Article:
Dr. Mark Scott wrote this treatment of the International Sunday School Lesson. Scott teaches preaching and New Testament at Ozark Christian College, Joplin, Missouri. This lesson treatment is published in the September 2020 issue of Christian Standard + The Lookout. (Subscribe to our print edition.)
“How to Have a Good Fight,” by David Faust (Lesson Application)
Discovery Questions for Sept. 13, 2020
Lesson Aim: Join Christ in the good fight of faith.
By Mark Scott
It is difficult to misunderstand such one-word commands as “quiet,” “stop,” “go,” or “run.” The next several lessons have titles that are one-word imperatives. When we obey them in a scriptural context, we help “build God’s church.” These lessons come from what are known as the Pastoral Epistles (1 and 2 Timothy and Titus).
The Christian life is likened to a race, a journey, an athletic contest, and a battle (1 Corinthians 9:24-27; Hebrews 12:1; Ephesians 6:10-20). Believers are to be battle-ready and battle-tested. In a word, we are to fight. Paul told Timothy to fight the battle well (1 Timothy 1:18). The word for fight means to be a soldier or lead an army. Paul also told Timothy to fight the good fight of the faith (1 Timothy 6:12). The word for fight there means to struggle or to agonize. Paul used it of his own life’s struggle in 2 Timothy 4:7. While we fight differently than the world does (2 Corinthians 10:4-5), we still fight.
Saved to Fight
1 Timothy 1:12-17
This is one of the most self-disclosing passages of the apostle Paul. In the literary context, his life is set over against those of the false teachers that Timothy is to wage war against (1 Timothy 1:3-11). Paul’s previous life in sin is contrasted with God’s merciful redemption of him. If we learn anything from this powerful paragraph, it is that there is some value in remembering past sins. We can realize that we have been saved to fight.
Paul thanked (gave grace to) Christ Jesus for giving him strength (literally, “clothed with strength”). Knowing what he used to be, Paul was ever grateful that God would consider him trustworthy by placing him into service. On the debit side of his ledger were his sins: blasphemer (liar or slanderer), persecutor (one who hunted down Christians—Acts 22:4-5; 26:9-11), and violent man (insolent). On the credit side of his ledger were God’s wonderful attributes: mercy (tender kindness when we feel helpless), grace (love for us that is undeserved but which is poured out in superabundant ways when we feel worthless), and faith and love that are in Christ Jesus.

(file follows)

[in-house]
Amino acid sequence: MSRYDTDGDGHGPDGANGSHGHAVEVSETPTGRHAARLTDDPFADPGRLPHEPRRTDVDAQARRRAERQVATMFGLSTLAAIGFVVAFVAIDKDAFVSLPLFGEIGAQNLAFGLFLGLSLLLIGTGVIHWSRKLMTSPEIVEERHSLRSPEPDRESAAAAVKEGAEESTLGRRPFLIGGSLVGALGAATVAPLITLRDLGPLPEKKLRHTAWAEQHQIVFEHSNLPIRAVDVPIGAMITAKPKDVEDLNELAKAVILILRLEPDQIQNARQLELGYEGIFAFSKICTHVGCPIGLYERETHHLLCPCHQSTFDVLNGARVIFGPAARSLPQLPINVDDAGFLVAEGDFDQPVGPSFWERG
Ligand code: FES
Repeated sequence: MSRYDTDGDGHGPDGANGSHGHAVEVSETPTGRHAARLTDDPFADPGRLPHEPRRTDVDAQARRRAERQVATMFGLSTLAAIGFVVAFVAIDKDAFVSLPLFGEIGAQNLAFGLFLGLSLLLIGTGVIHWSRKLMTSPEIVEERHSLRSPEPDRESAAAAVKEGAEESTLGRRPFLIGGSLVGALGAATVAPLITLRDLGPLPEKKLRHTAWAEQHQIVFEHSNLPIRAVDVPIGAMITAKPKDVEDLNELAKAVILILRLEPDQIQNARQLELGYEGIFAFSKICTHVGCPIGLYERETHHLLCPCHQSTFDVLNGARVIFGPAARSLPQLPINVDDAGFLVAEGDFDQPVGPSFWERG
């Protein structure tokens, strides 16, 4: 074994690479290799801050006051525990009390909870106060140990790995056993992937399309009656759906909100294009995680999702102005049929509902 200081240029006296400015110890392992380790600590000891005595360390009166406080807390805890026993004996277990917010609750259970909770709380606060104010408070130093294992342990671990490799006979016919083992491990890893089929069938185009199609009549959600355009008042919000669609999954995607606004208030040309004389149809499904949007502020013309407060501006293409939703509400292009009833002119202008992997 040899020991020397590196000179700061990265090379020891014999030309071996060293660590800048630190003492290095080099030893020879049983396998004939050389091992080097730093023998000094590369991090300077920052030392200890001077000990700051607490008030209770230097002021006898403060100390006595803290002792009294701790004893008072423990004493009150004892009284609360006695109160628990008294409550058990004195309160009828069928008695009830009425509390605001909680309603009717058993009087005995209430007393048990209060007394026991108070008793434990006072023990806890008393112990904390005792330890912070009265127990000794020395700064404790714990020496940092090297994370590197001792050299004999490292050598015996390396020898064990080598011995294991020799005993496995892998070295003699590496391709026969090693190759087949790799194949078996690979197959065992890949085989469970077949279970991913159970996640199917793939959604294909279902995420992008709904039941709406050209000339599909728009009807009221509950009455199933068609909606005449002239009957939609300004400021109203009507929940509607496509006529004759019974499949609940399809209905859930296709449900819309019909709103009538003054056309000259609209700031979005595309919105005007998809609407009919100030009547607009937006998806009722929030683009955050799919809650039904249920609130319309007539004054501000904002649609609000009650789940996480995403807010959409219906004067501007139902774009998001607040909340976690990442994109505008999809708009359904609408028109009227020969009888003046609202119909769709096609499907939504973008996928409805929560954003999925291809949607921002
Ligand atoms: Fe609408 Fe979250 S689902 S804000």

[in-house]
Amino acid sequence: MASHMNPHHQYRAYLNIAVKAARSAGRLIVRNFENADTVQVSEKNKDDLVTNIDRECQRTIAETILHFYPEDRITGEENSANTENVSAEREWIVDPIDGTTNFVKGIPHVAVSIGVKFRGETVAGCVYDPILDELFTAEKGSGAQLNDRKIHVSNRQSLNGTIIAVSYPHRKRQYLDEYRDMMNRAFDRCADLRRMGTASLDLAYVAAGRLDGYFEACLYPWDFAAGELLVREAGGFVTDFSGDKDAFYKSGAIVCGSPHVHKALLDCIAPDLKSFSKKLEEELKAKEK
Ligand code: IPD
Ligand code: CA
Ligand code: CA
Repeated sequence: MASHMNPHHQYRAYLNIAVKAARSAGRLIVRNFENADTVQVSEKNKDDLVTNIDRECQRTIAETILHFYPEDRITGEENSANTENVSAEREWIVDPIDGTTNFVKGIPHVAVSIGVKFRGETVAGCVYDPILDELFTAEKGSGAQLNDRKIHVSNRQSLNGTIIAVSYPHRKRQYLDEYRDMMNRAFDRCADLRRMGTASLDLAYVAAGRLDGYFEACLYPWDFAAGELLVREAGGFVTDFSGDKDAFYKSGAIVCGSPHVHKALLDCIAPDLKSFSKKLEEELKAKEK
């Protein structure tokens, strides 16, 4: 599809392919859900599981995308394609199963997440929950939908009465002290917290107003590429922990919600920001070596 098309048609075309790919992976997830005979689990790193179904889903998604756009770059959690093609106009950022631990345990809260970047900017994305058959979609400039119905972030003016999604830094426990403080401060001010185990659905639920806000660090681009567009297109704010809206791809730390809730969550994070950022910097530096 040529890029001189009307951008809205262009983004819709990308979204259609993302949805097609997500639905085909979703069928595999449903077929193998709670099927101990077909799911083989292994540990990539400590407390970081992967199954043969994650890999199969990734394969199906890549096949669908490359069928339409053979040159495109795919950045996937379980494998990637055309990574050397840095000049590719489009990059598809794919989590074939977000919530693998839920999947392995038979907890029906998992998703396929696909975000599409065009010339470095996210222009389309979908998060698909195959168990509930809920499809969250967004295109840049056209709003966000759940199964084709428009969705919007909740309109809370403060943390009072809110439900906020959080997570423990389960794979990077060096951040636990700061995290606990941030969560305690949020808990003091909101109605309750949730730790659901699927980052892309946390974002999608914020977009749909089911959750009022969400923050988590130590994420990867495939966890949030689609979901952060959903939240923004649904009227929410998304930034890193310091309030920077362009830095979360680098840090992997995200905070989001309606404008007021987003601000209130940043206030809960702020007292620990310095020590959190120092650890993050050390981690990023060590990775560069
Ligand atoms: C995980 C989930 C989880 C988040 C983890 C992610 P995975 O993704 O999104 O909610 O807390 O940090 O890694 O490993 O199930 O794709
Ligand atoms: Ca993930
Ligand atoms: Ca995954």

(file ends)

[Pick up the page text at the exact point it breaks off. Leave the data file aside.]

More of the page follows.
Paul was keenly aware he had been saved for a purpose. At the heart of his personal testimony, he gave the first of five “faithful sayings” of the Pastoral Epistles (1 Timothy 1:15; 3:1; 4:9; 2 Timothy 2:11; Titus 3:8). The formula he used to underline God’s saving purpose means something on the order of, “take this to the bank.” Christ Jesus came into the world to save sinners. Paul proclaimed that he was the worst sinner (he calls himself the “least” in 1 Corinthians 15:9; Ephesians 3:8). That made God’s patience and Paul’s example all the more powerful. No wonder Paul ended this testimony with a profound doxology (v. 17).
Inspiring Others to Fight
1 Timothy 1:18-19; 6:11-16
Paul was saved to fight. But he wanted to equip others to fight as well. So, he encouraged his son in the faith, Timothy—who perhaps was timid (2 Timothy 1:7)—to stay in the battle. Keeping this command (cf. 1 Timothy 1:3) would be easier if Timothy would remember the prophecies once made about him (1 Timothy 4:14; 2 Timothy 1:6). Paul does not say what those prophecies were. It would also be easier if Timothy would hold on to faith and a good conscience in contrast to what others had done. Paul went on to mention two men (Hymenaeus and Alexander—1 Timothy 1:20) who “shipwrecked” their faith. This expression is used in a literal sense about Paul in 2 Corinthians 11:25, but here it is used figuratively of what can happen when someone gives up the battle.
The final charge to Timothy in this Epistle comes in the context of comparing Timothy as God’s man with the subject of money. This passage relates how false teachers misuse money (1 Timothy 6:3-10) and how rich Christians need to use their wealth wisely (6:17-19). To fight the good fight, Timothy will have to flee any love of money, take hold of six different Christian virtues, and remember his good confession. This good confession of Timothy (which perhaps occurred in Acts 14:21) was rooted in Christ’s original good confession before Pontius Pilate (John 18:36-37). Timothy was to keep his confession of faith without spot or blame until the appearing (manifestation) of Jesus, which would happen on God’s timetable. Similar to the earlier paragraph, Paul ended this section with a doxology (1 Timothy 6:15-16). Even God’s greatest enemies can become his finest servants ready to fight (John F. Walvoord and Roy B. Zuck, The Bible Knowledge Commentary).
Lesson study ©2019, Christian Standard Media. Print and digital subscribers are permitted to make one print copy per week of lesson material for personal use. Lesson based on the scope and sequence, ©2019 by Christian Standard Media. Scripture quotations are from the New International Version, ©2011, unless otherwise indicated.